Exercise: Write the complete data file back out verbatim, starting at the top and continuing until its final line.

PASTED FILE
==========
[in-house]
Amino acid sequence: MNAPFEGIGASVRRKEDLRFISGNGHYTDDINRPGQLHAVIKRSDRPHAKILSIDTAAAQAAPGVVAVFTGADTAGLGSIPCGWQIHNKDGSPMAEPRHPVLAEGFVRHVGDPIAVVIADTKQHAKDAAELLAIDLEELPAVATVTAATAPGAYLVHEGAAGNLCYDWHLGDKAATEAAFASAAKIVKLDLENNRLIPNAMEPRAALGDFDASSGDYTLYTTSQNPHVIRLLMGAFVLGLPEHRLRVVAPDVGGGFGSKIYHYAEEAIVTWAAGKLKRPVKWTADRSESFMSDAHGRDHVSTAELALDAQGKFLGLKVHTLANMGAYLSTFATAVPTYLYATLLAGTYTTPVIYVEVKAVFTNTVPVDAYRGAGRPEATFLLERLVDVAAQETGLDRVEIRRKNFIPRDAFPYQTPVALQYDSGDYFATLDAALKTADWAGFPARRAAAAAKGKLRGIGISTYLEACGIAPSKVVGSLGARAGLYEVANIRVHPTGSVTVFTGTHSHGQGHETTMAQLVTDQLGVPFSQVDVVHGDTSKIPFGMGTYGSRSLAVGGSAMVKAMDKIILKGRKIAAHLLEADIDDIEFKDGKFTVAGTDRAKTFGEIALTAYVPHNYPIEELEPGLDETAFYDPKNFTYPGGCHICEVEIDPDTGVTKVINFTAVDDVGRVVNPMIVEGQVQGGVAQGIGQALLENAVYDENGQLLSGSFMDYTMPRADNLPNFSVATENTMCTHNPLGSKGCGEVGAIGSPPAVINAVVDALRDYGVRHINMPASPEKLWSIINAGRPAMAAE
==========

[in-house]
Amino acid sequence: MNAPFEGIGASVRRKEDLRFISGNGHYTDDINRPGQLHAVIKRSDRPHAKILSIDTAAAQAAPGVVAVFTGADTAGLGSIPCGWQIHNKDGSPMAEPRHPVLAEGFVRHVGDPIAVVIADTKQHAKDAAELLAIDLEELPAVATVTAATAPGAYLVHEGAAGNLCYDWHLGDKAATEAAFASAAKIVKLDLENNRLIPNAMEPRAALGDFDASSGDYTLYTTSQNPHVIRLLMGAFVLGLPEHRLRVVAPDVGGGFGSKIYHYAEEAIVTWAAGKLKRPVKWTADRSESFMSDAHGRDHVSTAELALDAQGKFLGLKVHTLANMGAYLSTFATAVPTYLYATLLAGTYTTPVIYVEVKAVFTNTVPVDAYRGAGRPEATFLLERLVDVAAQETGLDRVEIRRKNFIPRDAFPYQTPVALQYDSGDYFATLDAALKTADWAGFPARRAAAAAKGKLRGIGISTYLEACGIAPSKVVGSLGARAGLYEVANIRVHPTGSVTVFTGTHSHGQGHETTMAQLVTDQLGVPFSQVDVVHGDTSKIPFGMGTYGSRSLAVGGSAMVKAMDKIILKGRKIAAHLLEADIDDIEFKDGKFTVAGTDRAKTFGEIALTAYVPHNYPIEELEPGLDETAFYDPKNFTYPGGCHICEVEIDPDTGVTKVINFTAVDDVGRVVNPMIVEGQVQGGVAQGIGQALLENAVYDENGQLLSGSFMDYTMPRADNLPNFSVATENTMCTHNPLGSKGCGEVGAIGSPPAVINAVVDALRDYGVRHINMPASPEKLWSIINAGRPAMAAE